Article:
• Cyber

Cyber security has become one of the leading threats to our nation’s energy infrastructure. Although the internet has served to bring the world closer together, it can also be used to launch remote attacks against our energy infrastructure.  Efforts devoted to the cybersecurity of our electric grid and other energy delivery systems have become top of mind in today’s energy industry.

While state-sponsored cyber intrusions remain a primary national security concern, more than 80% of the nation’s energy infrastructure is owned and operated by the private sector.  As such, close and continuous collaboration between government agencies and our domestic energy sector is critical to the identification and suppression of any potential cyber intrusion. As directed by Congress, the North American Electric Reliability Corporation (NERC) is tasked with developing and enforcing standards, which also have to be approved by the Federal Energy Regulatory Commission (FERC).This sophisticated regulatory regime is part of a defense-in-depth strategy employed through a broad suite of industry-driven protections that are designed to promote the resiliency of the electric grid in the face of a physical or cyberattack.  Parallel efforts are also underway to implement additional protections to insulate the grid from the low frequency yet high-impact potential posed by solar flares and electromagnetic disturbances.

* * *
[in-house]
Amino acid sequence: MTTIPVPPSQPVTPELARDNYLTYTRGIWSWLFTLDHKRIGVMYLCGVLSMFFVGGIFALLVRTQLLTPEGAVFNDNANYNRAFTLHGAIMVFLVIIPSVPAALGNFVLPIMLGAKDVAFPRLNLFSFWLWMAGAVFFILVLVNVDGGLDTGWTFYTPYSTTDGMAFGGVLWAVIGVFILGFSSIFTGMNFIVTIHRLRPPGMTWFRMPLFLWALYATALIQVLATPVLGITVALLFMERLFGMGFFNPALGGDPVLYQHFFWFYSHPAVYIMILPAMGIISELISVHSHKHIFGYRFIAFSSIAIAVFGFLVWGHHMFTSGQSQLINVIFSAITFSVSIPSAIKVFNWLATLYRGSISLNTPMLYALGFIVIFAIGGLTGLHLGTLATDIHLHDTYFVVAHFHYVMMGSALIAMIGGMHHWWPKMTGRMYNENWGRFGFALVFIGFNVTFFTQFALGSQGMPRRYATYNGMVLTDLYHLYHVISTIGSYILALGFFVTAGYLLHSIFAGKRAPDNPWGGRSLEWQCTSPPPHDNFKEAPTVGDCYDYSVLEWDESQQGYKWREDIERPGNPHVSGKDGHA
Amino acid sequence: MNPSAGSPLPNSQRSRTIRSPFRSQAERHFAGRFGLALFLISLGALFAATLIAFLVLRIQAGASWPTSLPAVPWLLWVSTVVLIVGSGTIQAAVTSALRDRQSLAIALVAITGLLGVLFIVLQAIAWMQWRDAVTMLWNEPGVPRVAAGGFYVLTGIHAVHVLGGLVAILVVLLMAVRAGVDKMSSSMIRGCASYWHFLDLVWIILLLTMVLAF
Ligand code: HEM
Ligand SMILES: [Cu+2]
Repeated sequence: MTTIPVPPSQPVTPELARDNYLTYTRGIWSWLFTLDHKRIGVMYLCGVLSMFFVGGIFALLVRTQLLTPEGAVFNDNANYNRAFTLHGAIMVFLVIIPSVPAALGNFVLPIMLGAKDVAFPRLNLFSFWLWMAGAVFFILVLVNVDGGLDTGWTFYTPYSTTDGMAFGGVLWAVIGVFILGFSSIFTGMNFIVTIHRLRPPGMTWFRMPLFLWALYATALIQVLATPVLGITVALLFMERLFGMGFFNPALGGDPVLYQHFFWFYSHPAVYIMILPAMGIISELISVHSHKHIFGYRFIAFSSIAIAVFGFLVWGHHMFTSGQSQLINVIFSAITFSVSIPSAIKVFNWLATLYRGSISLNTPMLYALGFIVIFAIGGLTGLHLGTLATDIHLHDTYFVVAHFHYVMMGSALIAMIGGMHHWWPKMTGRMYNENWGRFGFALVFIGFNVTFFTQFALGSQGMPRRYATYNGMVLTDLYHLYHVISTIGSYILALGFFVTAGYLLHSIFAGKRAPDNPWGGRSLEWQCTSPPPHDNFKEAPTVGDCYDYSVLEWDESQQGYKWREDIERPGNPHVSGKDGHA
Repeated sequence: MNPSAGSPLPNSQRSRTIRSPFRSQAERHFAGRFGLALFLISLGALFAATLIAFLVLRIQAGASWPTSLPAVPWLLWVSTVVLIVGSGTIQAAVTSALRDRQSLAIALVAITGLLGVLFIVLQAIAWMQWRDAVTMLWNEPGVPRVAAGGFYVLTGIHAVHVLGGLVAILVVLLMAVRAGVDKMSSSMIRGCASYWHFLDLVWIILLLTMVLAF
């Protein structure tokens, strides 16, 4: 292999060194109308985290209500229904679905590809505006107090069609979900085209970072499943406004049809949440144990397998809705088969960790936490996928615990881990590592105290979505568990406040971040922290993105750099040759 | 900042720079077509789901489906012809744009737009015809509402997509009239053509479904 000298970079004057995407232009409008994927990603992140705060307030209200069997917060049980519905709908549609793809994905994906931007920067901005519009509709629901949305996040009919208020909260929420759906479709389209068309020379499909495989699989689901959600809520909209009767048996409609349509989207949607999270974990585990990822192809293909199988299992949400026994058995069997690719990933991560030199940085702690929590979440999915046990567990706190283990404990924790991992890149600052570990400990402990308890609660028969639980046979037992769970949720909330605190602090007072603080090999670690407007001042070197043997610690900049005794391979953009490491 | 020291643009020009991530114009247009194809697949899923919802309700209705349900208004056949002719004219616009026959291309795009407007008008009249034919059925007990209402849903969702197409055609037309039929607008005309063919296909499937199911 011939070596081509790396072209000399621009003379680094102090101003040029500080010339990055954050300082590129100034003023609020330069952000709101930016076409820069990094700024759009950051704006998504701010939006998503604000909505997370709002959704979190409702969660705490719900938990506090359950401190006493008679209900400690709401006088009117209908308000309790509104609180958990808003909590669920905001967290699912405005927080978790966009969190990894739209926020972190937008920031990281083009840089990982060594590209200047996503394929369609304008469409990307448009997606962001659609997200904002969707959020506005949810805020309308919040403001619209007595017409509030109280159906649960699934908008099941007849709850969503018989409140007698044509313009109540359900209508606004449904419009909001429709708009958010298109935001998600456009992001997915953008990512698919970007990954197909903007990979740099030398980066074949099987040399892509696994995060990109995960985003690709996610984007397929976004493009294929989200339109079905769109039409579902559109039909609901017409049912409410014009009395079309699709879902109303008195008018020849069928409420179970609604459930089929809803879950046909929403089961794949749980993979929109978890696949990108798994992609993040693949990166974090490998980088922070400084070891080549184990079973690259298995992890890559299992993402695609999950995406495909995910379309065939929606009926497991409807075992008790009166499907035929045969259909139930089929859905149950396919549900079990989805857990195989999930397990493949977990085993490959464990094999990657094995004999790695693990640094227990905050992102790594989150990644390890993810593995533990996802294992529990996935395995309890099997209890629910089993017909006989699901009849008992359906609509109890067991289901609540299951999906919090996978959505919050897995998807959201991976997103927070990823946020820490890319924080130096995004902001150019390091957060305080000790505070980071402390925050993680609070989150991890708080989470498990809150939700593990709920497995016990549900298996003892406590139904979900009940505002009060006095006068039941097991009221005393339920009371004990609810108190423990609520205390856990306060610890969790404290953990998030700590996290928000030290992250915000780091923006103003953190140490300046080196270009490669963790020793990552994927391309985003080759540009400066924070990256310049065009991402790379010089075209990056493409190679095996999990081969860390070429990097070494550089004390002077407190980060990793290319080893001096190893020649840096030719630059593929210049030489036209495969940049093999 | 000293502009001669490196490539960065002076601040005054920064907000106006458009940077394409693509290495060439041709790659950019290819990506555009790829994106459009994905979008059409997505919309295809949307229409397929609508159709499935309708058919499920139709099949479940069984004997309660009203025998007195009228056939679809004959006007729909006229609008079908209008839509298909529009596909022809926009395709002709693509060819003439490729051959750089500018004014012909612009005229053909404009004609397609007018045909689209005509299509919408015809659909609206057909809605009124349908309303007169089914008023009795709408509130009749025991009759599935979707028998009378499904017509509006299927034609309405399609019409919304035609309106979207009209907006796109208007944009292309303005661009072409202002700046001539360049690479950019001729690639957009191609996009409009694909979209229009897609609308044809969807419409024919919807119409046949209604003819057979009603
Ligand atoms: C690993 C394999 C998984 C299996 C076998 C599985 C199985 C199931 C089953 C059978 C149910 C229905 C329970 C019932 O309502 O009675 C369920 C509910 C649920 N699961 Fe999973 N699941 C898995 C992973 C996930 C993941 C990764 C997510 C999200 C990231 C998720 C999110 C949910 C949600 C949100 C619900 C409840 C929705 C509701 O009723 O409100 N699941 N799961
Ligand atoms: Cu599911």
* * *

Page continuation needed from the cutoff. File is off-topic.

Through executive orders, legislation, government interaction and cross-sector collaboration, much has improved in recent years, however such efforts are only adequate if they can meet tomorrow’s challenges. GEI supports enhanced information sharing between the government and private industry, as well as across critical infrastructure sectors, because it is essential to ensure that timely, actionable information is in the hands of the right people, at the right time.  

However, overly prescriptive, top-down regulations beyond those already in place should not be pursued, as they can serve the counterproductive purpose of providing a roadmap for the exploitation of industry cyber defense structures and strategies.  Instead, cyber maturity models and comprehensive best practices should be developed and widely-adopted to ensure that the delta between the most- and least-robust cyber protection frameworks is minimized.